"I could never homeschool!"
I have uttered these words. And I have heard countless other people that I know, and strangers, say the same.
I hardened my heart toward home education early on when dating Daniel, before we even had a child. When my husband told me that he was homeschooled and he entertained the idea of having our own homeschool I silently rolled my eyes. Yeah right! Me, homeschool? I went to public school and so will my kids!
I dreamed of the day we'd get that wonderful list of our required school supplies and we'd fill a shopping cart with fresh crayons and new backpacks. I dreamed of lining kids up for that First Day of School picture, their clothes clean and hair brushed just right.
And we did have that for three years. I had to convince my husband to send her off as he was reluctant. I refused to budge on my judgmental attitude about home education. But my little idealistic school fantasy was slowly crushed. We hardly saw our child anymore and when we did it was so strained and stressful. She had to do school all day and then more school when she got home. There was no playtime. School politics got ugly. Our child morphed into someone I didn't recognize.
I didn't know what to do. I began to soften my heart toward homeschooling and ask myself Could I do this?!
I came up with several excuses NOT to homeschool. And for every reason I came up with to not homeschool I realized nothing
could be excuse enough to put my children's welfare into the hands of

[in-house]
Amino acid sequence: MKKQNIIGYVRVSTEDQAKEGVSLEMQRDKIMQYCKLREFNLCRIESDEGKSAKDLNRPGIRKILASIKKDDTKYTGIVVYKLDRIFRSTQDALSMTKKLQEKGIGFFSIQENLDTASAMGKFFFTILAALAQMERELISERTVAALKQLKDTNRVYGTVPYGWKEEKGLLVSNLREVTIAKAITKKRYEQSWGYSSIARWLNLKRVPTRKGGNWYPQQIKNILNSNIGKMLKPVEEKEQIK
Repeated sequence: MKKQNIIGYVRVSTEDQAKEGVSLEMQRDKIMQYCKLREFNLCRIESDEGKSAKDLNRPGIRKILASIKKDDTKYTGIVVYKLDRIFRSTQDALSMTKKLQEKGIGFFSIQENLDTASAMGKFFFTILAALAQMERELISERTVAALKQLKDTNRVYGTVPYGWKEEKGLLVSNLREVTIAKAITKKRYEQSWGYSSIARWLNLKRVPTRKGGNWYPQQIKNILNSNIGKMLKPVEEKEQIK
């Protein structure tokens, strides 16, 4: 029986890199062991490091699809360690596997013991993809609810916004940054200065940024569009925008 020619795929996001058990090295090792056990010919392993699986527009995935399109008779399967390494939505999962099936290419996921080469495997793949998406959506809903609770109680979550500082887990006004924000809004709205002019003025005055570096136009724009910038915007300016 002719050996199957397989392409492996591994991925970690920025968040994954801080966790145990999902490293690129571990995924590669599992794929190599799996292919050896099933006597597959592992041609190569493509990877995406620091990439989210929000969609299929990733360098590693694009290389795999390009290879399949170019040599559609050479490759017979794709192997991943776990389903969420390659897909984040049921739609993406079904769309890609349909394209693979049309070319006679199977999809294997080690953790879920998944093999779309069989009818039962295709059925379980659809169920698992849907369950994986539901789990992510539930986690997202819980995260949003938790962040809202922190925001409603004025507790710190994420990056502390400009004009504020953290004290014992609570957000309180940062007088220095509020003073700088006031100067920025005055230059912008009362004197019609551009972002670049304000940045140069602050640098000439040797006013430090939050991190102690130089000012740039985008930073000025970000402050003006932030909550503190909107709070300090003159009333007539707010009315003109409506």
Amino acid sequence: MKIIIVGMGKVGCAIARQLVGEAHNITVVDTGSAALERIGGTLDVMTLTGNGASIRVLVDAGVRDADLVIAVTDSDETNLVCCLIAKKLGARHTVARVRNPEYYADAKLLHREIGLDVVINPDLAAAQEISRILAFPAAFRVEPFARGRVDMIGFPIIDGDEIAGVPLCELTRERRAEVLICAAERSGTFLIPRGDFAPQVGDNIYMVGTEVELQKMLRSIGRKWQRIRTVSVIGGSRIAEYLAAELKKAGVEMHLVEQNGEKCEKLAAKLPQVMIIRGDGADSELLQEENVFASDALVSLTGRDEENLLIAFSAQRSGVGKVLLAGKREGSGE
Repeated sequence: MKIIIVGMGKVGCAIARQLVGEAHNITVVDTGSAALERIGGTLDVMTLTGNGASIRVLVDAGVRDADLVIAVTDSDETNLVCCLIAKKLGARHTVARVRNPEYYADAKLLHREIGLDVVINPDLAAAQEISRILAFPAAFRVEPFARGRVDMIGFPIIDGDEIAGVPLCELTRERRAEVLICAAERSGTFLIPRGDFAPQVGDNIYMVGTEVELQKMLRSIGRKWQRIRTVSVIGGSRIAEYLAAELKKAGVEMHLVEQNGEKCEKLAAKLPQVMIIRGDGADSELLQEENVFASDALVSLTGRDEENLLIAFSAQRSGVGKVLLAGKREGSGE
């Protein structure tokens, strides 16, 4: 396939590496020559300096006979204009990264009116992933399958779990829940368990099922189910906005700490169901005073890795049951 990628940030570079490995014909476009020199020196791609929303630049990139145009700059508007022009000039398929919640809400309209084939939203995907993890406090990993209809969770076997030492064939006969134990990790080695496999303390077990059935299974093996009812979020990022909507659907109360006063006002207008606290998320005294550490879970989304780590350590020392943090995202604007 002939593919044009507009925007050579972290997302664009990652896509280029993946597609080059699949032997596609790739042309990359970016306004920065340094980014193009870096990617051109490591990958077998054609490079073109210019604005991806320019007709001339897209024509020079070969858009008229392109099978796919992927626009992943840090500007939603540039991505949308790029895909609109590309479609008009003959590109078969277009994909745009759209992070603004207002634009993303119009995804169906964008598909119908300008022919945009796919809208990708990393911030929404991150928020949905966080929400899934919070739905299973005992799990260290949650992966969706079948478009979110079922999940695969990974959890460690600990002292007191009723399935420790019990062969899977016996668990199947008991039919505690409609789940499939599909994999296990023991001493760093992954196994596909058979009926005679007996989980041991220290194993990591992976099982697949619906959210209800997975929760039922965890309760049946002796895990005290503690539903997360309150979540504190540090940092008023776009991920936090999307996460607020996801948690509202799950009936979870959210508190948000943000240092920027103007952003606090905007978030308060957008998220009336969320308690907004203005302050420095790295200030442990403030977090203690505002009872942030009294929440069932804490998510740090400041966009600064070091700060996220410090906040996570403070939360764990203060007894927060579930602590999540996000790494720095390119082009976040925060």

this broken system nor left to chance.
Excuse: I don't have time (I work from home)!
I still work from home. I run my own business. It is not a hobby or a craft that I do when I feel like it. I know parents who work outside the home that homeschool. I had more time than I realized. It is about effective time management. Here's a secret: homeschool isn't 7am to 4pm. It can be anytime in your day where it works for you and your family! And since your "class size" is smaller you don't need to spend 8 hours doing school. Preschool time is about 30-60 minutes, if that. Once your older child realizes how much free time they have if they focus and get work done they can be done in just a few hours. Sometimes we break it up throughout the day. We've done history after dinner, when Dad is home, so we can all discuss stuff together. BONUS: Kids will learn even when they don't realize it! Make cookies and have them double the recipe. You've just done fractions, multiplication and measurements... and you got someone to make you cookies!
Excuse: I am not qualified.
I am more than qualified, I just didn't realize it. I don't need to WRITE the curriculum! I could pick and choose wholesome curriculum and brush up on my own knowledge as we go. They're supposed to be learning what I myself was taught! I firmly believe education begins in the home. No one told you how to teach your toddler their ABC's or colors. YOU did that. And you can teach them a whole lot more.
Excuse: I want a break from kids!
I do get breaks from the kids. This may sound selfish but think back to those summer days when everyone is home and Mom starts to get cranky. Needing a break doesn't mean you love someone less. It is hard to be needed and needed and needed without end. There are many ways to get a break. Schedule dates with your spouse, kid-free nights with friends, hire a babysitter, take turns homeschooling with another family, run errands at night, send big kids to their room to play when the toddler or baby naps, etc. YOU make it what it is and if you need a break then make it happen. I get overstimulated and overwhelmed by the constant demands so a break is essential to me decompressing. It doesn't even have to be a huge break. Getting a quiet 10-minute shower in, alone, helps me tremendously.